Planning with a focus on sustainability
Zoned in the Uptown/Town Center Specific Plan, the prospective hotel, restaurant and retail project aligns with the existing designation as “Town Center-1” within the City’s General Plan and current Economic Strategy. Transit Occupancy Taxes collected from the Downtown location will provide monetary sustainability to the General Fund along with local employment.
Low-impact development (LID) features have been incorporated within the project design to reduce watertight surfaces. “Green” materials will promote groundwater recharge through bioretention. To help preserve area water quality, surface drainage facilities will clean pollutants before they ever reach the groundwater basin. For landscaping, graywater will be conserved and recycled.
Permeable hardscaping and fencing will harmonize with containers filled with native and drought-friendly plants and solar energy panels will be installed on rooftops. Throughout the structures, water-conserving fixtures and high-efficiency laundry and kitchen appliances will be used.
The Planning Commission also reviewed information regarding increased traffic, everyday operational noise and nighttime lighting. Like the previous large plan, they determined all less than significant impacts with no or few modifications. The Commission noted the project’s walkable proximity to Downtown, as well as the nearby Transportation Center and Amtrak train station, where traveling guests are inclined to park their vehicles or use area transit. Bicycle parking will also be made available onsite for Hotel AVA employees and guests.
Impacts to public safety services were also determined to suffer less than significant impacts. Emergency Services are located one block away at 9th and Park streets with nearby highway access. Demand for new services would not be proposed and incremental impacts would be alleviated through standard development impact fees.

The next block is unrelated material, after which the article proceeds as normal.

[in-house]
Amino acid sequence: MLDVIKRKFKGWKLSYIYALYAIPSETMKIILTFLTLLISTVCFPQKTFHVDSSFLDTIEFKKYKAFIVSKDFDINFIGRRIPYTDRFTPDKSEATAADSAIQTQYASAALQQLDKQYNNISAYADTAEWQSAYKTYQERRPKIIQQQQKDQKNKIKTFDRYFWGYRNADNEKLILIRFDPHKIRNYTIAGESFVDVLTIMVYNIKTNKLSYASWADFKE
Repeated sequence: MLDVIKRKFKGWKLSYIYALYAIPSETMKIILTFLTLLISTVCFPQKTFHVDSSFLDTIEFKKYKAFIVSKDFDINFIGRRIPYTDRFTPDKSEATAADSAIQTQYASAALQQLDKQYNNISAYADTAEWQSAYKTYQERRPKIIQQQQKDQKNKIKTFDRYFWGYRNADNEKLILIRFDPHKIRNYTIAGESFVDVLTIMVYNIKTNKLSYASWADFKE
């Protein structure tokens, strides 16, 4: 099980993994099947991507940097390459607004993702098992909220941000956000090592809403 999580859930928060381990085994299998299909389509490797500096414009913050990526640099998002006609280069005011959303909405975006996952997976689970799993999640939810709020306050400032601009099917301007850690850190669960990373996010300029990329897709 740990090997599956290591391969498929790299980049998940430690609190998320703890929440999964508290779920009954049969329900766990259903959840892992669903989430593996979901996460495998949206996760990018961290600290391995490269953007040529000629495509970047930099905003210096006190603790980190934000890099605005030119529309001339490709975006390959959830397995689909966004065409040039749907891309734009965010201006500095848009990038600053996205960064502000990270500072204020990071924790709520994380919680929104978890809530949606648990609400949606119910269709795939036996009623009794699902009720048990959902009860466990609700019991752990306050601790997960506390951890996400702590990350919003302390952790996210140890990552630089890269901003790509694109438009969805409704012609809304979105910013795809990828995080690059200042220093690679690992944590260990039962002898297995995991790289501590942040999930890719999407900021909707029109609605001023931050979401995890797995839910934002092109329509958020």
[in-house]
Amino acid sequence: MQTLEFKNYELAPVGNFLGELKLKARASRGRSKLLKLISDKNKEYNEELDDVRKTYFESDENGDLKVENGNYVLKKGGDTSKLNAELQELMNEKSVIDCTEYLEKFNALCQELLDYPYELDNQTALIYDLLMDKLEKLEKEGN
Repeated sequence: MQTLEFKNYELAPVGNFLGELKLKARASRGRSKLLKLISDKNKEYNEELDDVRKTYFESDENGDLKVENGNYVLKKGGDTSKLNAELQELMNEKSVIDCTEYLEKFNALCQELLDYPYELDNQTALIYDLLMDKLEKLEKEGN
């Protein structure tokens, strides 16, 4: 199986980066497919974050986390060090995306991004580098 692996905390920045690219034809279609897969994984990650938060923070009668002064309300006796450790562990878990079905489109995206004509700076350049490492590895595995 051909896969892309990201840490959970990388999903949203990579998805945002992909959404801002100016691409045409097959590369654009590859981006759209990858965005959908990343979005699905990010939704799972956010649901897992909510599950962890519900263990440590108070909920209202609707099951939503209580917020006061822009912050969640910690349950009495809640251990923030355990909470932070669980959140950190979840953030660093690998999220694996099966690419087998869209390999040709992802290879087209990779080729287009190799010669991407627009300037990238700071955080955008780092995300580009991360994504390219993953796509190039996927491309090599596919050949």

Historical roots and relationships
In 2013, work began to protect five existing Valley Oak trees and one Coast Live Oak tree, which continue to receive TLC. An arborist’s study determined that the Valley oaks suffered varying degrees of damage from previous concrete paving and decomposed granite which essentially choked their critical root zones of needed moisture and oxygen. Trunk scarring was discovered, too, likely caused by lumber trucks backing into them.
“I fought for those trees and I want to see them survive and thrive,” said Debbie.
A landscape plan was designed to protect the decades-old trees from further harm and enhance their health. Meticulous hand-digging, low-impact tractors and safe construction methods will reduce potential harm to nearby root systems. Additional trees will also be planted on the property.
“Historical connection and neighborliness are important to me. The relationship to our train station is part of that,” said Debbie. “I think it was important to change the design from a Tuscan theme to accomplish these things and bring a sense of who we are to the project. Not only is it important to pay homage to our heritage, we need our younger generations to be excited about Paso so that they will choose to remain here and keep our town alive and vibrant.”